The first time I saw him, he was a too-young-to-leave-his-mum kitten in a mad cat-filled room in one of the posher bits of Hampstead. I'd answered an ad about Abyssinian kittens in Loot and found a lady with quite a patrician manner, who was not about to let any old person take one of her precious brood.
There were about twenty or thirty kittens and four or five mother cats roaming about in the room. The kittens were kept in cages and let out to play according some incomprehensible routine she had.
I was put through a third degree, and given a lengthy accompanying lecture on how I must bring up any kitten from her home. Would I promise to feed them only on Hill's Science, forsaking sugar laden Whiskas forever? Would I agree to her inspecting my house before she agreed to assign Pashta and his sister to me? I did, but she never turned up, and didn't demur when I turned up to collect them anyway.
He'd stood out from that jostling bunch of kittens by his beauty and a combination of dignity and playfulness.
It started when, still a kitten, he perfected the astonishing art of taking a leap from behind me which propelled him into landing wrapped round the back of my neck like a scarf. I've never understood how this particular piece of cat physics was done, but he did it.
There was another trick of his cat physics, which is how he managed to detect the sound of my car as it approached the house we used to live in in Stoke Newington. Do all cars have a distinctive sound? It couldn't just have been the sight of me driving the car. We had a back garden, part of which was visible from the surrounding roads. And long before he could see the car, I could see the garden, and I'd see him leaping up towards the fence and trees, bounding across them to be there when I arrived.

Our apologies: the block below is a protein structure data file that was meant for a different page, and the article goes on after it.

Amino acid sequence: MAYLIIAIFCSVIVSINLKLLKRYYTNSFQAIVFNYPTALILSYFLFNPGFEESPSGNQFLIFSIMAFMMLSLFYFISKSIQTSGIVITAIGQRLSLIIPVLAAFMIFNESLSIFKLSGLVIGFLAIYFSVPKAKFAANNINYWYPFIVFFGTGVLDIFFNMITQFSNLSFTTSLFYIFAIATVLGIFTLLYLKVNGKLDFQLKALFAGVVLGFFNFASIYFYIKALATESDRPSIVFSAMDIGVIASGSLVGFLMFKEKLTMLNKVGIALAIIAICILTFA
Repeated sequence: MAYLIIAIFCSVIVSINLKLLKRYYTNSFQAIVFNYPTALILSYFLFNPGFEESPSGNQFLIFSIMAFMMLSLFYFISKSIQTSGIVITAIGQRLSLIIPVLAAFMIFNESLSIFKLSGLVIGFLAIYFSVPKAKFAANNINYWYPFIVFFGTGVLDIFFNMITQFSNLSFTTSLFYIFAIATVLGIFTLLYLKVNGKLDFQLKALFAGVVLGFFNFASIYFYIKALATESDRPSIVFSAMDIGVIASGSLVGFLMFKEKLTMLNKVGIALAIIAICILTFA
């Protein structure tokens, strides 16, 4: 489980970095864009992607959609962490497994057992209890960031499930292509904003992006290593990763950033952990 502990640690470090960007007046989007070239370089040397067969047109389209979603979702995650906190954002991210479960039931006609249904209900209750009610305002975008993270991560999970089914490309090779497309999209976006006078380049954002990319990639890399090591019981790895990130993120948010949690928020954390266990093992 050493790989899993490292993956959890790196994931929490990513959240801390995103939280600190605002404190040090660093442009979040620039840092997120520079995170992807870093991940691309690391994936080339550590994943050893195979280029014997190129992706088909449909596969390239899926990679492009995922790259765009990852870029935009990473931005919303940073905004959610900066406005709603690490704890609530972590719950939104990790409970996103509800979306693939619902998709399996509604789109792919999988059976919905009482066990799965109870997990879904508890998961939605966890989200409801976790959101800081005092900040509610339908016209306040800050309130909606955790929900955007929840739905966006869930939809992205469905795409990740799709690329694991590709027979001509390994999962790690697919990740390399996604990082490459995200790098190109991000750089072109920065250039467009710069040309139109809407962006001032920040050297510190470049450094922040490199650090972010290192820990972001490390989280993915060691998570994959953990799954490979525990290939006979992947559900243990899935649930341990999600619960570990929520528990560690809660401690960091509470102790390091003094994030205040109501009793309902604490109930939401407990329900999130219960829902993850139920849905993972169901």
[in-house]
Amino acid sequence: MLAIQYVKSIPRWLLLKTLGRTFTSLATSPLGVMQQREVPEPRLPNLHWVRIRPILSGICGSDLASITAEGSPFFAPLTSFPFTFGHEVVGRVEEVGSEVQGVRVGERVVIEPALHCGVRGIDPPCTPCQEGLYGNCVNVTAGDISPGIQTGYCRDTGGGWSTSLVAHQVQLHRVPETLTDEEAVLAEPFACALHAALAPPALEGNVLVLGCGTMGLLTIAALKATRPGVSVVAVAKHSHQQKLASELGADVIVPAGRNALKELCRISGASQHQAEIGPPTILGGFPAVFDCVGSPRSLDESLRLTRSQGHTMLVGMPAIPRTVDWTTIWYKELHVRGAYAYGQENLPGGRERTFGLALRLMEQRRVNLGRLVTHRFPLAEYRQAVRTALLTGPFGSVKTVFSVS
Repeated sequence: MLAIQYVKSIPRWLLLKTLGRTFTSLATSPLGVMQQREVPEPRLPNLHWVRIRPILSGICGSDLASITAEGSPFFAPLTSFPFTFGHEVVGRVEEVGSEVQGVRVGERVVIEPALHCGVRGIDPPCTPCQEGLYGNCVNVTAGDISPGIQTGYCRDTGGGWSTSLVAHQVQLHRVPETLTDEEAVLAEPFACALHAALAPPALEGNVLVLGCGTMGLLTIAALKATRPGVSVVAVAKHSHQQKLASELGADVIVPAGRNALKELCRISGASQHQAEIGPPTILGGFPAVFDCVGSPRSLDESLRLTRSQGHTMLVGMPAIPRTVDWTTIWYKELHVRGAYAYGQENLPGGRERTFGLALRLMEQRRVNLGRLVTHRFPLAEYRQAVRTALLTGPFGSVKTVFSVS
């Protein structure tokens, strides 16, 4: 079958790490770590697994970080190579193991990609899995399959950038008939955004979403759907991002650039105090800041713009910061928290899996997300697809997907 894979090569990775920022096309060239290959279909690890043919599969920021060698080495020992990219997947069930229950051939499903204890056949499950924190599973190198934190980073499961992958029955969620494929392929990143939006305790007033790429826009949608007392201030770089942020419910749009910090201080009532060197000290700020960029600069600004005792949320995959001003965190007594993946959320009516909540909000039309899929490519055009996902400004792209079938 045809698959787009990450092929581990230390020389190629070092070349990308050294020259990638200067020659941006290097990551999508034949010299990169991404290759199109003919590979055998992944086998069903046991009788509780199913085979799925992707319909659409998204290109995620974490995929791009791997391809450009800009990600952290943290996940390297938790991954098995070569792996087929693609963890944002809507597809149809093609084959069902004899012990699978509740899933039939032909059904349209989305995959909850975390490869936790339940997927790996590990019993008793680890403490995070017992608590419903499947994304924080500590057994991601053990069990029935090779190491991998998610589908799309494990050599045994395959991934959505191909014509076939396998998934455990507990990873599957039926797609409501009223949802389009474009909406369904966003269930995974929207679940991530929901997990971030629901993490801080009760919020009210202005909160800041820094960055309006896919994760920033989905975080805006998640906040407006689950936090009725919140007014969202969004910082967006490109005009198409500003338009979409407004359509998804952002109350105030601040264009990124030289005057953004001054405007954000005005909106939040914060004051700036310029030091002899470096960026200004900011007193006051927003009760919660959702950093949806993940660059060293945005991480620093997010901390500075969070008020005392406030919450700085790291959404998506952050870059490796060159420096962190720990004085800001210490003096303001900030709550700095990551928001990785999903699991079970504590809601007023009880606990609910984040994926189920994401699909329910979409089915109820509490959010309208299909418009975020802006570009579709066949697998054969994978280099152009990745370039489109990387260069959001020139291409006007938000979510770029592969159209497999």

And he always knew when it was me or my daughter walking up the path to our present house, even when he couldn't see us. He'd come racing down the stairs and be there when we opened the door. He never did that for anyone else.
Then there was his trick of leaping up and catching flies. And his utter fascination with water; he loved watching a bath being filled, looking as if he'd very much like to jump into it himself. I told my daughter he was convinced he was an otter.
He liked to sit on the top of the pergola surveying his territory. There was the day that a huge and beautiful owl suddenly landed on the pergola, just a couple of feet away from him. Both of them looked utterly startled, and I couldn't decide which of them was most scared. The owl flew off, leaving him still nonplussed, but proudly and indignantly in possession of his perch.
I haven't really taken in that he's no longer around. No, that isn't him sitting on the bed behind me, it's just a little pile of clothes. And no, that's not him by the radiator, it's a couple of rolls of black paper.
I was lucky to have almost thirteen years of his attention and companionship. Like most Abyssians, he decided when he wanted to be affectionate. He might let me pick him up, but he'd not stay and be hugged unless he'd decided he wanted a hug. But he showed his devotion by following me around the house and generally being unhappy if I wasn't around. When I had to spend a couple of weeks in hospital ten years ago, he responded to my return by very firmly sitting on me and refusing to be moved, as if to prevent me from disappearing again.
To almost his last day, he still managed to be playful, batting about a dropped bobble bead as if he were still a kitten.
Rest well, dearest Pash. I miss you.